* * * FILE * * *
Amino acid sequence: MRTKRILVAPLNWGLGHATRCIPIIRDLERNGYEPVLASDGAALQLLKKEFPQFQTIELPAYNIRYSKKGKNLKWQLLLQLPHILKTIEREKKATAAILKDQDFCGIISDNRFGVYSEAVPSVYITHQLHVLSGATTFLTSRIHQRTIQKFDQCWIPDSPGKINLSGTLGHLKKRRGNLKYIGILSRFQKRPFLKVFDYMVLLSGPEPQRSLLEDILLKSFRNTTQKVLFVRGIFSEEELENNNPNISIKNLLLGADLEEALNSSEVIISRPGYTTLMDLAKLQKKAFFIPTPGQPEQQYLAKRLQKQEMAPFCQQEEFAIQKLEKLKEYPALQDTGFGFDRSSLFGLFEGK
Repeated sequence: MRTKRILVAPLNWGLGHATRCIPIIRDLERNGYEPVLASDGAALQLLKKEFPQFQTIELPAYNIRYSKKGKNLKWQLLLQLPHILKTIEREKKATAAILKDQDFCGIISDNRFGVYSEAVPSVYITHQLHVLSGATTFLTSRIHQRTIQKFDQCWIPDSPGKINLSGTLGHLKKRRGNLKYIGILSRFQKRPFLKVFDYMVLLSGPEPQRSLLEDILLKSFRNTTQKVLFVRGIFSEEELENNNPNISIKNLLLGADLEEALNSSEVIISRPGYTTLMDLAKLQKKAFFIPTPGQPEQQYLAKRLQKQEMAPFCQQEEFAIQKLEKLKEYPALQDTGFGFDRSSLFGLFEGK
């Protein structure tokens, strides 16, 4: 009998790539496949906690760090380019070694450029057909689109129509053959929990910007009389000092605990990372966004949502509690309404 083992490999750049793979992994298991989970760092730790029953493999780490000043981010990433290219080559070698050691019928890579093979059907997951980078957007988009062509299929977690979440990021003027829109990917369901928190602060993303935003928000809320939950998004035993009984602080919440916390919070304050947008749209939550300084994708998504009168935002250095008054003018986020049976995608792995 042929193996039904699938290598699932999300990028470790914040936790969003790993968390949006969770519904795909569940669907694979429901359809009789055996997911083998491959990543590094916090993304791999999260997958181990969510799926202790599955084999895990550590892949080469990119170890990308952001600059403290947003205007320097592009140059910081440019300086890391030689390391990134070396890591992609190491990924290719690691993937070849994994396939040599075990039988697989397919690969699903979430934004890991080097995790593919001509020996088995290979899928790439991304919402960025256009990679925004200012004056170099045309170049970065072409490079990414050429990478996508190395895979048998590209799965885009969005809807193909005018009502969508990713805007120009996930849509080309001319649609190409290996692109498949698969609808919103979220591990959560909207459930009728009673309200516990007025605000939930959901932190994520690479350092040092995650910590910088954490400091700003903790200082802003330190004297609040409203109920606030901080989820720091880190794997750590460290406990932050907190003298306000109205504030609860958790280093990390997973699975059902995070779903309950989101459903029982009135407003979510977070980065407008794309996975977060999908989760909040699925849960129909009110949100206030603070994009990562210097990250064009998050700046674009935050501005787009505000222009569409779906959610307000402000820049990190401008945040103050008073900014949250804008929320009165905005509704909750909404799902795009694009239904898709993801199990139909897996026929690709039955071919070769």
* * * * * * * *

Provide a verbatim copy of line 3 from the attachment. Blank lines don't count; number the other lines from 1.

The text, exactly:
């Protein structure tokens, strides 16, 4: 009998790539496949906690760090380019070694450029057909689109129509053959929990910007009389000092605990990372966004949502509690309404 083992490999750049793979992994298991989970760092730790029953493999780490000043981010990433290219080559070698050691019928890579093979059907997951980078957007988009062509299929977690979440990021003027829109990917369901928190602060993303935003928000809320939950998004035993009984602080919440916390919070304050947008749209939550300084994708998504009168935002250095008054003018986020049976995608792995 042929193996039904699938290598699932999300990028470790914040936790969003790993968390949006969770519904795909569940669907694979429901359809009789055996997911083998491959990543590094916090993304791999999260997958181990969510799926202790599955084999895990550590892949080469990119170890990308952001600059403290947003205007320097592009140059910081440019300086890391030689390391990134070396890591992609190491990924290719690691993937070849994994396939040599075990039988697989397919690969699903979430934004890991080097995790593919001509020996088995290979899928790439991304919402960025256009990679925004200012004056170099045309170049970065072409490079990414050429990478996508190395895979048998590209799965885009969005809807193909005018009502969508990713805007120009996930849509080309001319649609190409290996692109498949698969609808919103979220591990959560909207459930009728009673309200516990007025605000939930959901932190994520690479350092040092995650910590910088954490400091700003903790200082802003330190004297609040409203109920606030901080989820720091880190794997750590460290406990932050907190003298306000109205504030609860958790280093990390997973699975059902995070779903309950989101459903029982009135407003979510977070980065407008794309996975977060999908989760909040699925849960129909009110949100206030603070994009990562210097990250064009998050700046674009935050501005787009505000222009569409779906959610307000402000820049990190401008945040103050008073900014949250804008929320009165905005509704909750909404799902795009694009239904898709993801199990139909897996026929690709039955071919070769």